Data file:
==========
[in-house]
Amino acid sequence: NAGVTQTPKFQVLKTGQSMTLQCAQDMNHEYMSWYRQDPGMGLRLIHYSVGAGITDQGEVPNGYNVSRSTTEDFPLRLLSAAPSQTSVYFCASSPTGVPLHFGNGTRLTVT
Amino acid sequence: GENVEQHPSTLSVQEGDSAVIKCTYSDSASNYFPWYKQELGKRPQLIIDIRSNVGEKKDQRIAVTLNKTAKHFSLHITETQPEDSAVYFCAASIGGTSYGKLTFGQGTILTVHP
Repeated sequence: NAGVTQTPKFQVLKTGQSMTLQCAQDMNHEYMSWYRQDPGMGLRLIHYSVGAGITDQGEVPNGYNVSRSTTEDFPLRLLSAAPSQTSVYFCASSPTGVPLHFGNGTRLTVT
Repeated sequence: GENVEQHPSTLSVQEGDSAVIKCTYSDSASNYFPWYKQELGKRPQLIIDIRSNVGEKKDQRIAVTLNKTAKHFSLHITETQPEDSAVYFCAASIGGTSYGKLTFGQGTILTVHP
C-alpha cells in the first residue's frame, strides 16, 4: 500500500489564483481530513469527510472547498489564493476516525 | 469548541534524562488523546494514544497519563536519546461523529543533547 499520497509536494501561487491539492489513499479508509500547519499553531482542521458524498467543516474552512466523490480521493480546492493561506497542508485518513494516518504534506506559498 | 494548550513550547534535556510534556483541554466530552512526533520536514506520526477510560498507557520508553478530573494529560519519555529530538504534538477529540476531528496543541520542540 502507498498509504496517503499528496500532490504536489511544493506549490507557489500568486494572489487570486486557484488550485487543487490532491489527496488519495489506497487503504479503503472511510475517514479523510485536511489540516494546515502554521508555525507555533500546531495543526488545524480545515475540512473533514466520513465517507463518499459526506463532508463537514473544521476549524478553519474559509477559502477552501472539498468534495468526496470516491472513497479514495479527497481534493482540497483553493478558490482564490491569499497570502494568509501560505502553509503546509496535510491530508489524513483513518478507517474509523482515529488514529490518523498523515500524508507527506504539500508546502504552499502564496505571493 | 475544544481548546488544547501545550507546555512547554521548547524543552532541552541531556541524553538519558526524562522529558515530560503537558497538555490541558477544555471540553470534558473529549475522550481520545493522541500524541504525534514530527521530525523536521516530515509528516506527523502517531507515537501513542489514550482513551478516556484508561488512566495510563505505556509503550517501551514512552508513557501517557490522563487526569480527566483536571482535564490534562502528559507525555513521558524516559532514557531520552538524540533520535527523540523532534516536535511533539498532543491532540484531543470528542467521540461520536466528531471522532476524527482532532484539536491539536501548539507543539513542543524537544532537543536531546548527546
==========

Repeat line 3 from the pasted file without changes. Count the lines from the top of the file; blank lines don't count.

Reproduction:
Amino acid sequence: GENVEQHPSTLSVQEGDSAVIKCTYSDSASNYFPWYKQELGKRPQLIIDIRSNVGEKKDQRIAVTLNKTAKHFSLHITETQPEDSAVYFCAASIGGTSYGKLTFGQGTILTVHP